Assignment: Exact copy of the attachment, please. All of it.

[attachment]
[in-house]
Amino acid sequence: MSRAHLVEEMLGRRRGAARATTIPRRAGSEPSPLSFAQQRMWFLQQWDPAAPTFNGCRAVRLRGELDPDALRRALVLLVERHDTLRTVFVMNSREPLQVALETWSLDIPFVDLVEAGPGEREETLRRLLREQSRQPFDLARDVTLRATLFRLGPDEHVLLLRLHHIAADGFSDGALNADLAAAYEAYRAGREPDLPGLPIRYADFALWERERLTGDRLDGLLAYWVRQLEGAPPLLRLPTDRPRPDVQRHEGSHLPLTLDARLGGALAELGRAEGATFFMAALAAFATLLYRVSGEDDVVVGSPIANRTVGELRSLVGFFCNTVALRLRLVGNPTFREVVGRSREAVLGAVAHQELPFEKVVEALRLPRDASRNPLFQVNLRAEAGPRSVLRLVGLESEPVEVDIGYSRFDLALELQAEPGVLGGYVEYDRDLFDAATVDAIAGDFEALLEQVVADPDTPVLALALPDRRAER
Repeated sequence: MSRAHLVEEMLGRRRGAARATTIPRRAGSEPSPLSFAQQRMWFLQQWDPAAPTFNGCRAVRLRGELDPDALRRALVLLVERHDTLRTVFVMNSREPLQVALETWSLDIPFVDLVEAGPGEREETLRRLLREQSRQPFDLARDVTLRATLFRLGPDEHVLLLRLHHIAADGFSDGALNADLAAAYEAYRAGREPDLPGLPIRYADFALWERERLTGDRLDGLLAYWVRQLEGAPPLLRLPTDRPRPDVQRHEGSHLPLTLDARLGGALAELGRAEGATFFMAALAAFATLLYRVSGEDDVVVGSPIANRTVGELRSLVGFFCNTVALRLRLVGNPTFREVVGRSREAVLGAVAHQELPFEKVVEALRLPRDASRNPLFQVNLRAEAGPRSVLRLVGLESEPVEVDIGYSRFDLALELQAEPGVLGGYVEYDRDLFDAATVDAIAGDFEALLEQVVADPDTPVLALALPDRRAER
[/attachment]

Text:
[in-house]
Amino acid sequence: MSRAHLVEEMLGRRRGAARATTIPRRAGSEPSPLSFAQQRMWFLQQWDPAAPTFNGCRAVRLRGELDPDALRRALVLLVERHDTLRTVFVMNSREPLQVALETWSLDIPFVDLVEAGPGEREETLRRLLREQSRQPFDLARDVTLRATLFRLGPDEHVLLLRLHHIAADGFSDGALNADLAAAYEAYRAGREPDLPGLPIRYADFALWERERLTGDRLDGLLAYWVRQLEGAPPLLRLPTDRPRPDVQRHEGSHLPLTLDARLGGALAELGRAEGATFFMAALAAFATLLYRVSGEDDVVVGSPIANRTVGELRSLVGFFCNTVALRLRLVGNPTFREVVGRSREAVLGAVAHQELPFEKVVEALRLPRDASRNPLFQVNLRAEAGPRSVLRLVGLESEPVEVDIGYSRFDLALELQAEPGVLGGYVEYDRDLFDAATVDAIAGDFEALLEQVVADPDTPVLALALPDRRAER
Repeated sequence: MSRAHLVEEMLGRRRGAARATTIPRRAGSEPSPLSFAQQRMWFLQQWDPAAPTFNGCRAVRLRGELDPDALRRALVLLVERHDTLRTVFVMNSREPLQVALETWSLDIPFVDLVEAGPGEREETLRRLLREQSRQPFDLARDVTLRATLFRLGPDEHVLLLRLHHIAADGFSDGALNADLAAAYEAYRAGREPDLPGLPIRYADFALWERERLTGDRLDGLLAYWVRQLEGAPPLLRLPTDRPRPDVQRHEGSHLPLTLDARLGGALAELGRAEGATFFMAALAAFATLLYRVSGEDDVVVGSPIANRTVGELRSLVGFFCNTVALRLRLVGNPTFREVVGRSREAVLGAVAHQELPFEKVVEALRLPRDASRNPLFQVNLRAEAGPRSVLRLVGLESEPVEVDIGYSRFDLALELQAEPGVLGGYVEYDRDLFDAATVDAIAGDFEALLEQVVADPDTPVLALALPDRRAER